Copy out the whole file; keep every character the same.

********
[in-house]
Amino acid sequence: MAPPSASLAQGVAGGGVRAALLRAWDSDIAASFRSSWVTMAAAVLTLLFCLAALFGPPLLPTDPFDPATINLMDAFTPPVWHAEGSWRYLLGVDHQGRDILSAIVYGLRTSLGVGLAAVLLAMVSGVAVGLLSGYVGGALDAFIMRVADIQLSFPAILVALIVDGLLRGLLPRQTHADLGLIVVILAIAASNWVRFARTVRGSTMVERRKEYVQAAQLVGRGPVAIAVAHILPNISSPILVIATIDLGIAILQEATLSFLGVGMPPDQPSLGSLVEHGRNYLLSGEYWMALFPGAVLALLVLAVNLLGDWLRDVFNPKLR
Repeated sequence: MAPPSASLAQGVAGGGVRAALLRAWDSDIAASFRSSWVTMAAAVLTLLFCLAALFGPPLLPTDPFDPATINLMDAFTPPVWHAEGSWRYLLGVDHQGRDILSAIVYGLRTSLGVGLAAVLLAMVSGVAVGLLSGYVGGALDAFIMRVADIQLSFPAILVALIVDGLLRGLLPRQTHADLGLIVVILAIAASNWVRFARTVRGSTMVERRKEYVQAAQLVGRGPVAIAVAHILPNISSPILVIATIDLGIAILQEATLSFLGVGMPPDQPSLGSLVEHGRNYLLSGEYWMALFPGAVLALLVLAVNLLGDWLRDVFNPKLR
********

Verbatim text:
[in-house]
Amino acid sequence: MAPPSASLAQGVAGGGVRAALLRAWDSDIAASFRSSWVTMAAAVLTLLFCLAALFGPPLLPTDPFDPATINLMDAFTPPVWHAEGSWRYLLGVDHQGRDILSAIVYGLRTSLGVGLAAVLLAMVSGVAVGLLSGYVGGALDAFIMRVADIQLSFPAILVALIVDGLLRGLLPRQTHADLGLIVVILAIAASNWVRFARTVRGSTMVERRKEYVQAAQLVGRGPVAIAVAHILPNISSPILVIATIDLGIAILQEATLSFLGVGMPPDQPSLGSLVEHGRNYLLSGEYWMALFPGAVLALLVLAVNLLGDWLRDVFNPKLR
Repeated sequence: MAPPSASLAQGVAGGGVRAALLRAWDSDIAASFRSSWVTMAAAVLTLLFCLAALFGPPLLPTDPFDPATINLMDAFTPPVWHAEGSWRYLLGVDHQGRDILSAIVYGLRTSLGVGLAAVLLAMVSGVAVGLLSGYVGGALDAFIMRVADIQLSFPAILVALIVDGLLRGLLPRQTHADLGLIVVILAIAASNWVRFARTVRGSTMVERRKEYVQAAQLVGRGPVAIAVAHILPNISSPILVIATIDLGIAILQEATLSFLGVGMPPDQPSLGSLVEHGRNYLLSGEYWMALFPGAVLALLVLAVNLLGDWLRDVFNPKLR